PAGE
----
Only officers in their private capacity can violate your rights...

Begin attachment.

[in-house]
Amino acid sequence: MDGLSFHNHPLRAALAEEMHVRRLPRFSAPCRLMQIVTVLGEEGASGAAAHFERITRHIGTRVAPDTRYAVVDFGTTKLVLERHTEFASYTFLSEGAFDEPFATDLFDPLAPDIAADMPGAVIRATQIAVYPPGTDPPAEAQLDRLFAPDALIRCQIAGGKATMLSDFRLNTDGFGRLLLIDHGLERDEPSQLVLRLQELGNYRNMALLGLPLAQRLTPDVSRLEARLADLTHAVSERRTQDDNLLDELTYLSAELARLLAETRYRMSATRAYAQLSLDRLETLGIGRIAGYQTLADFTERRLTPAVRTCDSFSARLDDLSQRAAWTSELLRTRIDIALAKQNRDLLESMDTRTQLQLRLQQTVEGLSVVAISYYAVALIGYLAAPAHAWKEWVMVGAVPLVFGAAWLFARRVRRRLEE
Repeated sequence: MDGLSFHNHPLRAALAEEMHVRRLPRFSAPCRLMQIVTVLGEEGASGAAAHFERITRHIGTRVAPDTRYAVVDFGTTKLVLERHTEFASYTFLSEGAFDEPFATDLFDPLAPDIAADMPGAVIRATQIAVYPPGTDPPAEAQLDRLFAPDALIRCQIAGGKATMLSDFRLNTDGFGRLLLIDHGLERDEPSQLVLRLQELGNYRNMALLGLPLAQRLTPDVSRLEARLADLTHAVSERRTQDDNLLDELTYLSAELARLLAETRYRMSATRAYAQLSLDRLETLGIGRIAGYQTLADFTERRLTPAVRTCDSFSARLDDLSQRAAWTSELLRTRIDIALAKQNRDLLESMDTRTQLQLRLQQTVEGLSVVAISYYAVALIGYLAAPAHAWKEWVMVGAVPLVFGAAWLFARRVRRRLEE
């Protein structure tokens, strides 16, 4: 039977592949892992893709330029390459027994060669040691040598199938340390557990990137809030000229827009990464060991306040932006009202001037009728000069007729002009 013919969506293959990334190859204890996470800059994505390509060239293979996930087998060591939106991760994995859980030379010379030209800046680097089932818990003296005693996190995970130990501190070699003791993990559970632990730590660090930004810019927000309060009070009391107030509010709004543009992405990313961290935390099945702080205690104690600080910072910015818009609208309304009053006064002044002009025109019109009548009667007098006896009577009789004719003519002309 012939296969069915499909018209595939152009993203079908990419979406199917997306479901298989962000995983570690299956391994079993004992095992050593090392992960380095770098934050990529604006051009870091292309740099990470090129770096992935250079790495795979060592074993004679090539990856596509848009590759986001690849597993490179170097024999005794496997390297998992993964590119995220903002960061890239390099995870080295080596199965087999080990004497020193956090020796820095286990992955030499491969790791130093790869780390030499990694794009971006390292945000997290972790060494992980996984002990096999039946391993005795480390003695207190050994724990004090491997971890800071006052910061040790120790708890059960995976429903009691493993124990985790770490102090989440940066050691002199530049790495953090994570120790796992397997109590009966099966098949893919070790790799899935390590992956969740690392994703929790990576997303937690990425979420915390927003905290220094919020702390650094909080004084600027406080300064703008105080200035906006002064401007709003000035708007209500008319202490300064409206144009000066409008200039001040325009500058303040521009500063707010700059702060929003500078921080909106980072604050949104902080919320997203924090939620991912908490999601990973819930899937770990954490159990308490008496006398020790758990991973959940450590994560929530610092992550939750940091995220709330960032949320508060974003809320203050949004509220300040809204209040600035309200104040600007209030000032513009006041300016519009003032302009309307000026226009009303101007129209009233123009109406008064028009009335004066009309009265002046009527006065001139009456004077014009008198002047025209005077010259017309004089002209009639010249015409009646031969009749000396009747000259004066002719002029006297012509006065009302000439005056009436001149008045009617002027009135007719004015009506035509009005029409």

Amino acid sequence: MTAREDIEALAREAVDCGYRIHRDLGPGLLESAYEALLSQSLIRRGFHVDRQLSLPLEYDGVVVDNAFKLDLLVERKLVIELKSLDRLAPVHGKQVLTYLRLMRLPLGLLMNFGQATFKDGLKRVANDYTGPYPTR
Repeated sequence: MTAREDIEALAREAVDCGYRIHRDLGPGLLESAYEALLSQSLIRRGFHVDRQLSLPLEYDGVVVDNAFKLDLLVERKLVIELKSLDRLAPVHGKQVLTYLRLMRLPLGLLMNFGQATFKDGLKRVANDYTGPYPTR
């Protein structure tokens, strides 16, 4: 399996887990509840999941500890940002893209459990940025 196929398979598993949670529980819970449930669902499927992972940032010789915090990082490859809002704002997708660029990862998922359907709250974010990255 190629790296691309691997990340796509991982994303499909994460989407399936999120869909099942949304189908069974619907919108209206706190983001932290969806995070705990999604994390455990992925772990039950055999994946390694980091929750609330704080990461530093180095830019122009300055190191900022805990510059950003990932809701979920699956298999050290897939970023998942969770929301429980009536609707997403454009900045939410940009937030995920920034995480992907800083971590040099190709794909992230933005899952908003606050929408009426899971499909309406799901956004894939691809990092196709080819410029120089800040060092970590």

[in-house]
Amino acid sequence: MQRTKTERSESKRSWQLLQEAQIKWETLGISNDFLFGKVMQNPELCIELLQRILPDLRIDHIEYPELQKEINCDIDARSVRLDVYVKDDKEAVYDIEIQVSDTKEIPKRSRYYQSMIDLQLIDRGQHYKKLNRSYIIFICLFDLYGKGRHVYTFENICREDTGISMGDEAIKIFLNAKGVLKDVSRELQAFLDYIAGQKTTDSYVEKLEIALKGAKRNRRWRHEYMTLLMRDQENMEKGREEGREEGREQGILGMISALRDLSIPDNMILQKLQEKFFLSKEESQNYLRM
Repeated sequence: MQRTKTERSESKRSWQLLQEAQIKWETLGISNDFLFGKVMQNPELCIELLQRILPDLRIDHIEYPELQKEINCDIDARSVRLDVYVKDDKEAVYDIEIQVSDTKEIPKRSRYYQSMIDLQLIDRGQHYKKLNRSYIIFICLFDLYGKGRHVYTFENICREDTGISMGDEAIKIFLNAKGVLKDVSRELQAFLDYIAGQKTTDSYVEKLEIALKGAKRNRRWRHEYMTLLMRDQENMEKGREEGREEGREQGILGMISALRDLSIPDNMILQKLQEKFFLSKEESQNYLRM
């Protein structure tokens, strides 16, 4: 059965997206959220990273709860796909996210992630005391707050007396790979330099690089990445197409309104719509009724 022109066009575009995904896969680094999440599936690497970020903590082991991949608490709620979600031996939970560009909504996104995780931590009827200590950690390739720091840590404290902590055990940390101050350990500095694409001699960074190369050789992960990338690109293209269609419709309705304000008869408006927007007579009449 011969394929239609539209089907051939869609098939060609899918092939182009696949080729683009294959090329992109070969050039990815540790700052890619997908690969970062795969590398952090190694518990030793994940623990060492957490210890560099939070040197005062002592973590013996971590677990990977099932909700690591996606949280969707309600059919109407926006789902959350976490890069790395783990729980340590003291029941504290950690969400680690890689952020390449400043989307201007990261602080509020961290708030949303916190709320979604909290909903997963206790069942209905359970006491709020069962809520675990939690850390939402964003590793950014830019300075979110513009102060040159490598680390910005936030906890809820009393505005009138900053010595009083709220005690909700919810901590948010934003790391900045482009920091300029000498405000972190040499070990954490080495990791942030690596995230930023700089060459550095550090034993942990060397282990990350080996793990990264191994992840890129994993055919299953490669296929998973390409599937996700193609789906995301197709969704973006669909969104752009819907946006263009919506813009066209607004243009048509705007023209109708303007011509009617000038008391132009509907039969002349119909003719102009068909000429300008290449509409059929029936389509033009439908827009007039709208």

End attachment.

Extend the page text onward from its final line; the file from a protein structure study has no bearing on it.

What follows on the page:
The cases in which suits against officers of a State have been considered as against the State itself, and, therefore, within the inhibition of the Eleventh Amendment to the Constitution, and those in which such suits were considered to be against state officers, as individuals, were elaborately reviewed and distinguished in the recent case of In re Ayers, 123 U.S. 443. That case came before us on application for habeas corpus by the attorney general of Virginia, the auditor of the State, and the commonwealth's attorney for Loudoun county in that State, who were in the custody of the United States marshal for the Eastern District of Virginia, for contempt of court, in disobeying a restraining order of the Circuit Court of the United States for that district, commanding them not to institute and prosecute certain suits in the name of the State of Virginia, required to be brought by the statutes of the State. The suit in which the restraining order was issued was nominally against certain officers of the State, but this court held that it was, in effect, a suit against the State itself, and, therefore, in violation of the Eleventh Amendment to the Constitution. And that such being true, the acts and proceedings of the Circuit Court in that suit were null and void for all purposes; and the prisoners were discharged. In delivering the opinion of the court, Mr. Justice Matthews, referring to the class of cases in which it had been adjudged that the suit was against state officers in their private capacity, and not against the State, said: "The vital principle in all such cases is that the defendants, though professing to act as officers of the State, are threatening a violation of the personal or property rights of the complainant, for which they are personally and individually liable... . This feature will be found, on an examination, to characterize every case where persons have been made defendants for acts done or threatened by them as officers of the government, either of a State or of the United States, where the objection has been interposed that the State was the real defendant, and has been overruled." 123 U.S. 500, 501. Pennoyer v. McConnaughy, 140 US 1, 17 (1891).
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